A British parachutist plunged 13,000ft to his death yesterday after he apparently went into a state of shock during freefall.
Police said Richard Taylor, 34, fell 'like a lead weight' after he did not open his parachute.
His automatic emergency chute failed to deploy when a line became caught on his arm.
He was on a beginners' course in Spain with four British friends when he died on his fifth jump.
He had been in freefall for about a minute when he curled up into a ball, probably as a result of going into shock.
The instructor tried to catch him, but when someone is curled up that is impossible.
'The instructor gave hand signals telling him to open his chute, but he did not respond.'
'Eventually the instructor had to open his own parachute.
'Then the student´s automatic activation device attempted to open the emergency parachute.
'But because of the student´s position curled up in a ball, a line got caught on his arm and could not open properly.'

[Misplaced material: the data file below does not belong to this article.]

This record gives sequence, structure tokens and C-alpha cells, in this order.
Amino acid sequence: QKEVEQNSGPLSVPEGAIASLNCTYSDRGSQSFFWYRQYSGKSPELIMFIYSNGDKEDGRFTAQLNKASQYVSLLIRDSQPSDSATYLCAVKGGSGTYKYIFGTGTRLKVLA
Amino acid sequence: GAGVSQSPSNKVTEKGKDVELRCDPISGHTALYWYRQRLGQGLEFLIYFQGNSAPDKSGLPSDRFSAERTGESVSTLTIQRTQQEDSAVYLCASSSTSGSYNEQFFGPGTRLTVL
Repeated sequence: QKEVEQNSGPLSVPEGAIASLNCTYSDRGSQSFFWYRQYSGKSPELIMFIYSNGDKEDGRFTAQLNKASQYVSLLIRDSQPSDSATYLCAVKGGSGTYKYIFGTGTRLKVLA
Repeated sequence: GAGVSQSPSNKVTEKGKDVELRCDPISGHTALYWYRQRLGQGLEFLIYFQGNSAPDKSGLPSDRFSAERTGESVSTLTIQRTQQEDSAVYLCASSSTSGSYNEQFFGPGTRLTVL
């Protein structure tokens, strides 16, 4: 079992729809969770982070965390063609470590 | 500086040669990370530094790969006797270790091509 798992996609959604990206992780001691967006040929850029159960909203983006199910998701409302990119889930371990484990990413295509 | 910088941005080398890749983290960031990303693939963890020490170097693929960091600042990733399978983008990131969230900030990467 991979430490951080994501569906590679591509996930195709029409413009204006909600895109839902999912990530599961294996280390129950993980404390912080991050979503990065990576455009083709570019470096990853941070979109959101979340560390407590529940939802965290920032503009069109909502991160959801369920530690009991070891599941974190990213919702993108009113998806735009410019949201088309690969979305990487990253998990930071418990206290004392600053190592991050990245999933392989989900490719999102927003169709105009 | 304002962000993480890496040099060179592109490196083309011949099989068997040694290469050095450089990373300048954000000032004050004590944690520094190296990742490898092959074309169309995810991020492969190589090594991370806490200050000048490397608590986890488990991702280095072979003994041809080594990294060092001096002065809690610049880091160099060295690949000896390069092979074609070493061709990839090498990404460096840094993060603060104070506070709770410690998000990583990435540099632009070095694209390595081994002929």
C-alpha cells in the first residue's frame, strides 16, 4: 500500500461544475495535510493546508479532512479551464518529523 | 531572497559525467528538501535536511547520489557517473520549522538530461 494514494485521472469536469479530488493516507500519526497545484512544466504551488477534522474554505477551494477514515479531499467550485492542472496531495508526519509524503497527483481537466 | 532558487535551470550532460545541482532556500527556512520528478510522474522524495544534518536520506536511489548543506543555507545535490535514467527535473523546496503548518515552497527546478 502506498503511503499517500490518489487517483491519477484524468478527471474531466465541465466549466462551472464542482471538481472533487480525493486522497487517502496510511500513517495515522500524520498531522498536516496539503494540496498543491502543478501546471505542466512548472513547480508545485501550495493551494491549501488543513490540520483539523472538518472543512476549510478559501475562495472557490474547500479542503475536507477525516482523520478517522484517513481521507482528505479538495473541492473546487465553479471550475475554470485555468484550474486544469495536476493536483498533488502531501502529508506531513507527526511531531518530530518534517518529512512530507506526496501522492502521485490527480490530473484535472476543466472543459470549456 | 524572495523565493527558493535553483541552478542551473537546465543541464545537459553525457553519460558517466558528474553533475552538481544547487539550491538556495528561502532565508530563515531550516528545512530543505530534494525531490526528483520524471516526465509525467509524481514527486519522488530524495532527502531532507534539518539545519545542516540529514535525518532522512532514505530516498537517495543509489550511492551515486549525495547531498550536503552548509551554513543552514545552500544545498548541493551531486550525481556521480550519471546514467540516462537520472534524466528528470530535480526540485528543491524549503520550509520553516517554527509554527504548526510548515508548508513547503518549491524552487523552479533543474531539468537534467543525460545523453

Raymond Moody on the common elements of a near-death experience.
Ineffability. NDErs often express how it is impossible to express their experience, or “there are just no words to express what I am trying to say.”
Hearing the News. NDErs sometimes tell that they heard their doctor or others present during their dying event mention that they were dead.
Feelings of Peace and Quiet. NDErs often describe “wonderful feelings” of peace, bliss, comfort and ease.
The Noise. Some NDErs report unusual sounds at or near death. These sounds can be very unpleasant or in contrast, musical.
The Dark Tunnel. In some cases, NDErs report being pulled through what Moody called “a dark space,” but was also described as “an enclosure, a tunnel, a funnel, a vacuum, a void, a sewer, a valley and a cylinder.”
Out of the Body. NDErs often report being aware that they are separate from their earthly bodies. This experience for some participants can be filled with fear; for others, quite enjoyable.
Meeting Others. NDErs often report meeting other “beings” in their experience, and report them as deceased persons they new earlier in life or sometimes as “spirit beings.”
Being of Light. An experience with a very bright light often has long-term significance to NDErs. Moody said it “is certainly the element which has the most profound effect upon the individual.”
The Review. NDErs sometimes report a life review that is visual, fast, and might contain nearly every experience from their life.
The Border or Limit. Occasionally, NDErs described a place that they could not pass through, like a mist or body of water.